While we are renovating the motel (last two rooms may come on line this week) and installing the fire ring near the lake, what the heck, might as well start working on the lodge interior. What better place than dealing with the unsightly walls and ceilings that are losing paint in huge sheets? No one wants to stay in a place whose interior looks like a haunted house.
Our research indicates the peeling problem is not due to water or weather, but is caused by the base coat of calcimine paint, a commonly used solution in early 20th century to quickly seal drying plaster and provide a finished look (an excellent summary is presented at alcimine.htm). Unfortunately for current Birch Lodge (and other old building) owners, this paint is calcium carbonate-based -- basically chalk. When you paint over it, the coverage has nothing to bond to and sooner or later peels off in flakes or large sheets - as happened in the lodge dining room that was painted just five years ago.
The best way to deal with this situation is to scrape off all overlying layers and then wash down the walls until the calcimine is removed. Since it is almost impossible through physical effort - and budget - to take all walls down to bare plaster, removing as much as possible, and then painting the walls with specialized paint such as Cal-Clean, Calc-X or Calci-coater, will seal and allow paint to adhere to the walls and ceilings.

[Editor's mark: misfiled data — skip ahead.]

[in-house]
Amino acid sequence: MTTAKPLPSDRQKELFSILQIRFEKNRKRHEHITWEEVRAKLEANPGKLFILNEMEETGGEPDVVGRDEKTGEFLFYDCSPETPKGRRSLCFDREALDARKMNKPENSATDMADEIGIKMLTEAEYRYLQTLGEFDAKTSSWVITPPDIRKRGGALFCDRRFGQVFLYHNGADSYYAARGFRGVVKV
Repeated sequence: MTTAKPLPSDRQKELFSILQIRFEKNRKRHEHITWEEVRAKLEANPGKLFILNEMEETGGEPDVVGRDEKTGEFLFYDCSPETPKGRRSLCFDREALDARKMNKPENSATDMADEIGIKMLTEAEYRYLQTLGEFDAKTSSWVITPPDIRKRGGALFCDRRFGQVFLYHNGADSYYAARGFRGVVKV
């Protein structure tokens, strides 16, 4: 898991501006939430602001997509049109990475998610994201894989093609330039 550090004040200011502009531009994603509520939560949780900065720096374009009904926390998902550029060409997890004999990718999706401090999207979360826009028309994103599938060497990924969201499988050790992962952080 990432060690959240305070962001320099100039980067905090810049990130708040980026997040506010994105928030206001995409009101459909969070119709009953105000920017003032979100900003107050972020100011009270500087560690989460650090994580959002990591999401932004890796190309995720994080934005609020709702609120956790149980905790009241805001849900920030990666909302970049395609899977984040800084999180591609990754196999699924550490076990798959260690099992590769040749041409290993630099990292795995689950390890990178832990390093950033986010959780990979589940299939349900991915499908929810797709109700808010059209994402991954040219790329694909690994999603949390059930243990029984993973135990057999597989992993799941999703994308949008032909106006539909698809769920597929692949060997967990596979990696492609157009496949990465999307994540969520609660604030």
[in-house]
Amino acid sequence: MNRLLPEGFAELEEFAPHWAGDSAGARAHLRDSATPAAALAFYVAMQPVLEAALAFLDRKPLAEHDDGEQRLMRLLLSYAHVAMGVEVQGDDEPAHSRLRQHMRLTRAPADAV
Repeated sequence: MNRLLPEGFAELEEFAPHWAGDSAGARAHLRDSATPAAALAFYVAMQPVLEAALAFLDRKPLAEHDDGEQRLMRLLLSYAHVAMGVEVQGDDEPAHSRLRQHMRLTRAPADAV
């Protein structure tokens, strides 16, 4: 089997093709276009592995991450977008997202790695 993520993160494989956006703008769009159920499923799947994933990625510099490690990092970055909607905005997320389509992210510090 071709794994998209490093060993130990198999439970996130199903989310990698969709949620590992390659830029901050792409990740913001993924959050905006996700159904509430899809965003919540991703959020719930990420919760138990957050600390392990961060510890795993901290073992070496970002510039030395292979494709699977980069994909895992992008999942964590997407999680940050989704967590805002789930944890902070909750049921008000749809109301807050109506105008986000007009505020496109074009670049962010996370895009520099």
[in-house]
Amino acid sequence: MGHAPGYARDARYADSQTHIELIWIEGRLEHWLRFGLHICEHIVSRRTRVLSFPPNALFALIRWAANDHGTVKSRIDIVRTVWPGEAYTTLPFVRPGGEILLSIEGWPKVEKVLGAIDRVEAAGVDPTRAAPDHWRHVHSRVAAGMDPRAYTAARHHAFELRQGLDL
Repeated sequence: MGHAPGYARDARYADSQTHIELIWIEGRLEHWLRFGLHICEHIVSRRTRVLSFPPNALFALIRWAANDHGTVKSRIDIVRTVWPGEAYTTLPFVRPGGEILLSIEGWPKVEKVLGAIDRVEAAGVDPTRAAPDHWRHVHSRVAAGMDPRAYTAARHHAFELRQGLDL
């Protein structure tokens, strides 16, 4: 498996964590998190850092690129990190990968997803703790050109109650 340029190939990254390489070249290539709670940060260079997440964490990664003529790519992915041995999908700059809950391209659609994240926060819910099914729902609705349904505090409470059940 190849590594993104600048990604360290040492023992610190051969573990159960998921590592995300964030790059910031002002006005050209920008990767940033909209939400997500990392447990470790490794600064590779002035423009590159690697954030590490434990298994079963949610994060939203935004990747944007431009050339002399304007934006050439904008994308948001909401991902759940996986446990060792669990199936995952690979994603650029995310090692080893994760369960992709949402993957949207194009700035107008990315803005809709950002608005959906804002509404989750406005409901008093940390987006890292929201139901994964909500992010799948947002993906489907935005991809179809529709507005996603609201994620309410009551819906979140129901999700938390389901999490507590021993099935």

Thus, our two intrepid soul mates, Randy and Becca, waded in this week in the first lodge rooms to undergo treatment - the former Doctor's Suite on the first floor. At the current state it all looks pretty nasty, but in our eyes it is progress that, while not beautiful, appears less frightening than walls that look like they are out of a horror movie.
However, we just can't seem to get used to the dark browns and reds that apparently once graced the suite . . .